Post Brexit the UK ought to be able to respond quickly to new crises and quicker should equal better, but our long term everyday measures will probably be less well considered and legislated for, so ultimately will mean deficiencies compared to the EU. Neither of these has to be true, but probably will.
 

WeeGord

Well-known member
Let's keep this the right side of debating folks, @Redwurzel is by far and away one of the most considered Brexit supporters on here and always gives thought and reason to his arguments even if we don't agree with them. He is also very respectful and doesn't get involved in insults so let's all reciprocate.

As you are most likely aware I am a staunch remainer and very much anti-Brexit so I say this not as some sort of defence of his position, but as someone who respects the adult approach he takes to the debates despite having a different opinion to many of the posters on the board.
 

ThePrisoner

Well-known member
Yay, more winning!

Apart from Luftwaffe air raids this is what it must have been like during the war. The Brexiteers wet dream come to pass!

I may build an Anderson shelter in the back garden though. Just in case.
 

ThePrisoner

Well-known member
Let's keep this the right side of debating folks, @Redwurzel is by far and away one of the most considered Brexit supporters on here and always gives thought and reason to his arguments even if we don't agree with them. He is also very respectful and doesn't get involved in insults so let's all reciprocate.

As you are most likely aware I am a staunch remainer and very much anti-Brexit so I say this not as some sort of defence of his position, but as someone who respects the adult approach he takes to the debates despite having a different opinion to many of the posters on the board.

He has said some incredibly naive things though. So naive I suspect he is just trolling.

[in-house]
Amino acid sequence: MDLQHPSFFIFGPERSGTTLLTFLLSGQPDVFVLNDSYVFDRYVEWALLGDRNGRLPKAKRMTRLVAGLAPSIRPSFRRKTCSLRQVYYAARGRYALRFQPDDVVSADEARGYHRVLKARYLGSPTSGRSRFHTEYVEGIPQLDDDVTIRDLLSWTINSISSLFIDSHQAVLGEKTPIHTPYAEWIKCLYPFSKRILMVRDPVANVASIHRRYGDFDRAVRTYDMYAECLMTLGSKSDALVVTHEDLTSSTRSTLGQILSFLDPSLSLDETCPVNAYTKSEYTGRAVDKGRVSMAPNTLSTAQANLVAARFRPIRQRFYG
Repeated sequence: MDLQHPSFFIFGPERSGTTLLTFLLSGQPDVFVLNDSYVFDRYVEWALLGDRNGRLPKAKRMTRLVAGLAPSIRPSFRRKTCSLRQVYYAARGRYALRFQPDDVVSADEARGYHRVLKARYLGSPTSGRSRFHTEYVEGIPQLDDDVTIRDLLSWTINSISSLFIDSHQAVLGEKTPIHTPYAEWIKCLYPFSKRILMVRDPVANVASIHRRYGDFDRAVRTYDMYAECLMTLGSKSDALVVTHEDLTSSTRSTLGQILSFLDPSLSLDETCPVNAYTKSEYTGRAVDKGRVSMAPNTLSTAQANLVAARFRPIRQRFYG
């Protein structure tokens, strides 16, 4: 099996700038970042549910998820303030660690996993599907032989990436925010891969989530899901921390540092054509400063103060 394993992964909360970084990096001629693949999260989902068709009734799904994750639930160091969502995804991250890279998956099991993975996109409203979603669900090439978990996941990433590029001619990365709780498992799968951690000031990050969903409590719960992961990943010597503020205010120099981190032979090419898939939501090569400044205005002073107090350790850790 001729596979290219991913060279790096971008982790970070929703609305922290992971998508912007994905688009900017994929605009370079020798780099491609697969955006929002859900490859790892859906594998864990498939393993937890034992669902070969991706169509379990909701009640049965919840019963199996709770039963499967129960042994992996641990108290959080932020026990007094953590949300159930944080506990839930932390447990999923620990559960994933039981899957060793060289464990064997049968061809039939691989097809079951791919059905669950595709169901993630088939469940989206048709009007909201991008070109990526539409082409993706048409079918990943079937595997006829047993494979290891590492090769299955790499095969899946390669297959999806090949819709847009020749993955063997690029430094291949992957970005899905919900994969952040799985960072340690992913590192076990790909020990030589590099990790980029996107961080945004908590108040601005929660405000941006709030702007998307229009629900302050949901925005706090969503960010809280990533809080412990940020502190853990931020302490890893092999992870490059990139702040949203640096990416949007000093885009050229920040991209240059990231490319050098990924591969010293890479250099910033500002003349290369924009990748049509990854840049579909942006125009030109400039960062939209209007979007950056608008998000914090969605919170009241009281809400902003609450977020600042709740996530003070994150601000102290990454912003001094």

Asking why companies are having problems exporting to the EU now that GB has left the single market and customs union. Unable to join the dots. God knows I am just an average drone but even I get it.

https://fmttmboro.com/index.php?thr...d-re-consequences-of-brexit.22976/post-525493
 

WeeGord

Well-known member
He has said some incredibly naive things though. So naive I suspect he is just trolling.

Asking why companies are having problems exporting to the EU now that GB has left the single market and customs union. Unable to join the dots. God knows I am just an average drone but even I get it.

https://fmttmboro.com/index.php?thr...d-re-consequences-of-brexit.22976/post-525493
I genuniely believe there are posters on here who troll and who post stupid things to try and garner a response from others and I genuinely believe there are shills on here.

I don't ever get that feeling with Redwurzel and have always considered him a very good poster on all subjects. Whether we think some of his points are naive is reasonable same as he may consider some of ours to be too. However, he is always polite and respectful unlike some other posters and at least tries to debate instead of the usual 'you lost, get over it' rubbish that some spout.

For that reason alone we should show him the same respect even if we have different viewpoints and opinions.
 

Laughing

Well-known member
And for those who contend gas prices are purely a global problem...

View attachment 24893
Harry I don't think the price hike on fuel is too do with our relationship with the EU. We just had much lower reserves than the rest of Europe. Energy is and I believe always had been tariff free in and out of the EU.

It's **** poor management from the government.
 

ThePrisoner

Well-known member